Wells Fargo Advisors is becoming a pretty reliable source for news regarding cameras before they’re actually announced. Just weeks after the Fujifilm X-Pro1 and Nikon D4 were announced early by the service, the soon-to-be-announced Olympus OM-D camera is now semi-official as well. The wire confirms that Olympus will be reviving its old OM brand for SLR cameras through a new line of mirrorless interchangeable lens cameras, and that the camera will sell for over ¥100000 (~$1300) in Japan. It also states that the new camera will resemble the Olympus OM-1 film SLR camera — originally launched in 1973 — and be equipped with high-speed autofocus (rumored to be the fastest of all mirrorless cameras) and image stabilization.
(via Wells Fargo Advisors via Photo Rumors)
Update: To clear up any confusion: Wells Fargo Advisors doesn’t write the news, but simply publishes press releases received from a third party. In this case, the press release wasn’t published before it was supposed to — it’s simply a Japanese news source confirming that it had also heard about the new camera and upcoming announcement.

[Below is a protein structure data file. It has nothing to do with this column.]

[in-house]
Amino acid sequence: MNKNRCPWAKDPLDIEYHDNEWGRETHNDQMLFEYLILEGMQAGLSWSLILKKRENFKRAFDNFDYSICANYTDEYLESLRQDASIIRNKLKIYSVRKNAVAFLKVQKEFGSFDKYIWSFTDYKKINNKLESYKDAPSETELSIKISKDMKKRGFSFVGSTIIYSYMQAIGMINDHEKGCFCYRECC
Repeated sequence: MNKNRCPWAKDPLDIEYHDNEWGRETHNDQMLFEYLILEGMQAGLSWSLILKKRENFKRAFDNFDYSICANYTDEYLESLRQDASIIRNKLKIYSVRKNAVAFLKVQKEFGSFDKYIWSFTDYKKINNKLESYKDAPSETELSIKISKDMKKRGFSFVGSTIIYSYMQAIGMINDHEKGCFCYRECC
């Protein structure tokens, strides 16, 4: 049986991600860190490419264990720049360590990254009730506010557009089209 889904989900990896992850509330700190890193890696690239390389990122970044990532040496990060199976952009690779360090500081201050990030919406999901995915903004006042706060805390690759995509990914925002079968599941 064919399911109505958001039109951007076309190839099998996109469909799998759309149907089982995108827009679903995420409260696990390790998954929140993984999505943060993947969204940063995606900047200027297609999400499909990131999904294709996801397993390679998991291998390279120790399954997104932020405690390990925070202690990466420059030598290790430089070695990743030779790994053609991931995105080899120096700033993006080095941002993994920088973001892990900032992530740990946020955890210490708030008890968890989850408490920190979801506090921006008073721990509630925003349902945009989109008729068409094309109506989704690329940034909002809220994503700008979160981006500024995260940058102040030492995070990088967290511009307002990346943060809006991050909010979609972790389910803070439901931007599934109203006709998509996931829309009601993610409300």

Here’s the first photo showing a portion of the upcoming Olympus OM-D (it appears to be the shutter release, two dials, and buttons on the upper right hand corner of the camera). The high-end enthusiast camera will reportedly cost around $1,100 when it starts shipping in March. What are your observations based on this glimpse?
(via 43 Rumors)
We’re about three weeks away from the rumored February 8th unveiling of the Olympus OM-D — a new Micro Four Thirds camera designed in the style of old school Olympus OM SLRs. The mockup above shows what the camera might look like based on the latest spec rumors. The 16MP camera will reportedly offer ISO 200-25600, a grip and a leather-covered surface, built-in flash, in-body image stabilization, a 610000-dot swiveling LCD screen, and speedy autofocus
(via blog.livedoor.jp via 43 Rumors)